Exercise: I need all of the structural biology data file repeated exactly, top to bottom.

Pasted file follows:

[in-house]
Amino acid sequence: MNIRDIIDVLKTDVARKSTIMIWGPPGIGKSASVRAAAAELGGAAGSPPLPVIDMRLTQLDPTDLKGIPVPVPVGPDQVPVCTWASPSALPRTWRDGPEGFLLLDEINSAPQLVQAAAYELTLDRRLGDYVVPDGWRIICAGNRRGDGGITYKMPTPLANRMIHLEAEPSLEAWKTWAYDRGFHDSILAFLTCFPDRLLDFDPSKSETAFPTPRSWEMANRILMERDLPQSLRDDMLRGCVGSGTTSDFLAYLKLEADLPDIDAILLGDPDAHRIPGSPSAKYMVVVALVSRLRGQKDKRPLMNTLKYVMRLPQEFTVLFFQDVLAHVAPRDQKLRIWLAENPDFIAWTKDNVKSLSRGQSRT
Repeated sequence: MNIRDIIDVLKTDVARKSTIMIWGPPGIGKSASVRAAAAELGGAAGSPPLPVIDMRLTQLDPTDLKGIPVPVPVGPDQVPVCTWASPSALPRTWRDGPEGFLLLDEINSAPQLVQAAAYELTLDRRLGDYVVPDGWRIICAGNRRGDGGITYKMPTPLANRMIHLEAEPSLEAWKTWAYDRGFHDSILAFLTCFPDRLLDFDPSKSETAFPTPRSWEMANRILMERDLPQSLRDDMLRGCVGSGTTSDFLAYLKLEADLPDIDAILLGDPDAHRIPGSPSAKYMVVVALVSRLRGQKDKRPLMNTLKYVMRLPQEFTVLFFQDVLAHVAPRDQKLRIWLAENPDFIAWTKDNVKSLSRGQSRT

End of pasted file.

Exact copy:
[in-house]
Amino acid sequence: MNIRDIIDVLKTDVARKSTIMIWGPPGIGKSASVRAAAAELGGAAGSPPLPVIDMRLTQLDPTDLKGIPVPVPVGPDQVPVCTWASPSALPRTWRDGPEGFLLLDEINSAPQLVQAAAYELTLDRRLGDYVVPDGWRIICAGNRRGDGGITYKMPTPLANRMIHLEAEPSLEAWKTWAYDRGFHDSILAFLTCFPDRLLDFDPSKSETAFPTPRSWEMANRILMERDLPQSLRDDMLRGCVGSGTTSDFLAYLKLEADLPDIDAILLGDPDAHRIPGSPSAKYMVVVALVSRLRGQKDKRPLMNTLKYVMRLPQEFTVLFFQDVLAHVAPRDQKLRIWLAENPDFIAWTKDNVKSLSRGQSRT
Repeated sequence: MNIRDIIDVLKTDVARKSTIMIWGPPGIGKSASVRAAAAELGGAAGSPPLPVIDMRLTQLDPTDLKGIPVPVPVGPDQVPVCTWASPSALPRTWRDGPEGFLLLDEINSAPQLVQAAAYELTLDRRLGDYVVPDGWRIICAGNRRGDGGITYKMPTPLANRMIHLEAEPSLEAWKTWAYDRGFHDSILAFLTCFPDRLLDFDPSKSETAFPTPRSWEMANRILMERDLPQSLRDDMLRGCVGSGTTSDFLAYLKLEADLPDIDAILLGDPDAHRIPGSPSAKYMVVVALVSRLRGQKDKRPLMNTLKYVMRLPQEFTVLFFQDVLAHVAPRDQKLRIWLAENPDFIAWTKDNVKSLSRGQSRT